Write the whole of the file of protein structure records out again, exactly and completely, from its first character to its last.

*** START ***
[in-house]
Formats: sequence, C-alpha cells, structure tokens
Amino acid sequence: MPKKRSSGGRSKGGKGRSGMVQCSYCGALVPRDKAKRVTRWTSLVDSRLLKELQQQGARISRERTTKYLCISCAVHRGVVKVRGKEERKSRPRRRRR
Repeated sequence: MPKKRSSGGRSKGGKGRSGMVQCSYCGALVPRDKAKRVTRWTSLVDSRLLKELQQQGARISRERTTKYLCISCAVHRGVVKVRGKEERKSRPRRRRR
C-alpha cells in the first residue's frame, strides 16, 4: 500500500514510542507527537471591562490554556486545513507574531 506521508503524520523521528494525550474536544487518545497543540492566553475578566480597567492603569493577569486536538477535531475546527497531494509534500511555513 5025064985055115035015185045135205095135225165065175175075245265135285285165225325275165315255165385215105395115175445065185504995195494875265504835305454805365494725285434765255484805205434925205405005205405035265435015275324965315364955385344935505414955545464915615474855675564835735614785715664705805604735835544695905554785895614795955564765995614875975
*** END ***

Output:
[in-house]
Formats: sequence, C-alpha cells, structure tokens
Amino acid sequence: MPKKRSSGGRSKGGKGRSGMVQCSYCGALVPRDKAKRVTRWTSLVDSRLLKELQQQGARISRERTTKYLCISCAVHRGVVKVRGKEERKSRPRRRRR
Repeated sequence: MPKKRSSGGRSKGGKGRSGMVQCSYCGALVPRDKAKRVTRWTSLVDSRLLKELQQQGARISRERTTKYLCISCAVHRGVVKVRGKEERKSRPRRRRR
C-alpha cells in the first residue's frame, strides 16, 4: 500500500514510542507527537471591562490554556486545513507574531 506521508503524520523521528494525550474536544487518545497543540492566553475578566480597567492603569493577569486536538477535531475546527497531494509534500511555513 5025064985055115035015185045135205095135225165065175175075245265135285285165225325275165315255165385215105395115175445065185504995195494875265504835305454805365494725285434765255484805205434925205405005205405035265435015275324965315364955385344935505414955545464915615474855675564835735614785715664705805604735835544695905554785895614795955564765995614875975